Thought I would share a portrait with Steven done when he was about ten. He's the kid with the aviator glasses. His brother wouldn't hold still so the artist, Jana Napoli, threatened and finally painted his bird in front of his nose. David protested and said he would hold still now. The response was, "Too late!"
This close-up is from the much larger painting. I'll show you. It was painted for New Orleans and European ceiling heights and is 115" tall. Larger than life-sized. Too tall to hang in any room of my current dwelling except sideways.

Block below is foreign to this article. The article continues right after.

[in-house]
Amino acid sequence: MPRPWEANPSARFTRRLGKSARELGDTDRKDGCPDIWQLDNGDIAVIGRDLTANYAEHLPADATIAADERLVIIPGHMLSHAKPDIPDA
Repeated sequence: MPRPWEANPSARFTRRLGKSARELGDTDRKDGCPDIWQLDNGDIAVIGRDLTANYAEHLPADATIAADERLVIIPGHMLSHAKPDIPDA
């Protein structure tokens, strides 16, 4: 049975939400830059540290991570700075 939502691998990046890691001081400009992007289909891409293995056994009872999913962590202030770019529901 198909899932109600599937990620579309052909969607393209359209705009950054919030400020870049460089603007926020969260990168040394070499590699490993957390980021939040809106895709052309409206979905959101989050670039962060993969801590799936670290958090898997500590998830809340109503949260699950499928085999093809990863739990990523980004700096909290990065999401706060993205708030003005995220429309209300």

Many, many thank yous to all of you who wrote with kind and comforting words. Darn the luck, many of your e-mails came with no way to respond thanks to Blogger. Please know that each and every one meant so much. That total strangers the globe over would have compassion for a family going through such an ordeal ultimately says good things about the world we live in.